Wow... this onion soup certainly sounds very delicious! Btw, I believe less than 3 days, it already finished :)

Martha said...

I LOVE onion soup and you've reminded me it's time to make some! I have my "gold standard" as well -- from a small cookbook that I bought early on in marriage. It is the best . . . and yes, it starts with making your own stock!

Inspired by eRecipeCards said...

I love FOS, and this is the best sounding recipe I have ever seen. Gotta save this for one of those long winter days, but I will save it

Nancy said...

Always a pleasure to visit you, and then, I must catch up to the last time. Another one of our faves, and another that we always "benchmark" when eating out.

I've seen several recipes to try for the next week or so.

Thanks so much for stopping by on PS.

Cathy said...

My grandmother always said that the secret to a good soup is a good stock so I think making Chef Keller's would be well worth the time. I haven't made onion soup in years, Mary. Thanks for the recipe.

Coralie Cederna Johnson said...

Mary, This and all of your posts are so beautiful, helpful, and charming...I love visiting you! What a fabulous teacher and cook you are! Thank you so very much for sharing and have a wonderful week! Coralie

Jillian's Bella Rosa Antiques said...

WOW! Looks intense to make but sooooooooo good. Maybe a task for hubby and I someday. 8 pounds of onions.... whooooooie!

Thibeault's Table said...

Your soup looks delicious. Any chance you will post your favourite recipe though? You have me wanting to try the one you think is the best from Kamloops.

Foley said...

Would love a bowl of that for lunch! I had been looking at French Onion soup recipes and ran across the one from Julia also. Willhave to compare the two and make a decision! (Which I hate to do..:)
Love your history lessons in your posts...feel like I'm ready for the Cooking section on Jeopardy!

noble pig said...

Oh geez this is some serious delish! Wow.

Lea Ann said...

This recipe looks fabulous. I love French Onion Soup and have only made it one time. It didn't turn out great so have left FOS for the professionals. :-) I most certainly will try it again with this recipe.

jeanne said...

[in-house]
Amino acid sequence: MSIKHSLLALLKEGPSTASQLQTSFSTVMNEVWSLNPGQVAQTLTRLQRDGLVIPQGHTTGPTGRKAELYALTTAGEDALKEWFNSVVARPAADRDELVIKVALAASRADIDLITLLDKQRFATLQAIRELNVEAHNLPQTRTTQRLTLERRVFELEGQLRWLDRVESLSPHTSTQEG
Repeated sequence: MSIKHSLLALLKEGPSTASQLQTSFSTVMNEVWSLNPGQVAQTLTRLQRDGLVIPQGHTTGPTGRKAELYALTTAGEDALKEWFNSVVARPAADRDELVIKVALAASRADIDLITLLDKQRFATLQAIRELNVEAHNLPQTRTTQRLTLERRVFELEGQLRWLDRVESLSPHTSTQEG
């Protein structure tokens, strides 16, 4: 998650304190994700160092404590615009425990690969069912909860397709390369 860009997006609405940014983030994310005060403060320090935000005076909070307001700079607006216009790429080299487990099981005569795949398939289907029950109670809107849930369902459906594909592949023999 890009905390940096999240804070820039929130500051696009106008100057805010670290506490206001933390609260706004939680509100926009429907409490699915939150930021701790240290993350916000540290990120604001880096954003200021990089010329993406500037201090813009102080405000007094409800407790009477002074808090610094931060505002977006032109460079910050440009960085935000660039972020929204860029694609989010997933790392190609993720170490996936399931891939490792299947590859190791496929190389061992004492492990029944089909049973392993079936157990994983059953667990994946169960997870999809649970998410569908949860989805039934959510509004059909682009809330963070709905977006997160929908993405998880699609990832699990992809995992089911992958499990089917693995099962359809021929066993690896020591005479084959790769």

Oh my gosh Mary, I once watched Martha Stewart make soup stock and I was astonished at the many ingredients and the time it took. I think I will probably never try that recipe. But, never say never!!!

I have taken onion soup for granted all these years. My goodness, it sure is involved to make all that goodness. LOL. I admire you so much for the wonderful cook you are. I love reading your posts but I could not live up to your status. That's ok though. I will happily read your recipes and one day I will make one of them. When I do, I will blog it in a very BIG way. Smiling.

Have a wonderful Sunday and cook on dear Mary. One day I will hear you have written a cook book. I will be the first one to buy it.

Hugs, xoxo, Jeanne

Puna said...

French onion soup is one of my favorite dishes EVER!

Julie said...

I follow your blog and read your Recipes to Rival post last month and was inspired to join the group. We really enjoyed the soup.

I really enjoy your blog!

Lori said...

I would love to have your other soup recipe... Thomas Keller's is a lot like my recipe that I have been using for quite some time.

I actually made mine yesterday. New camera and now I am working on how to upload. Goodness gracious. It takes me so long to get used to new electronic things.

Claudia said...

Can't go wrong with Thomas Keller- this is so scrumptious and comforting. I could wrap my arms around it.

sara said...

Thanks for cooking this challenge with me, your soup looks outstanding, as usual. I am intrigued by this Kamloops onion soup - is there an accompanying recipe anywhere?

Olga said...

I want to eat pretty much every single recipe you post!!!!

Love onion soup, but have never made it.

Karen said...

I've made onion soup only once and that was years ago! It's on my list for this winter! The stock for this sounds wonderful!

Cindy@NorthofWiarton said...

Mary I love your commentary prior to the recipe .... really singing "Oh Canada?" oh so funny, I can almost picture this in my mind's eye ... LOL.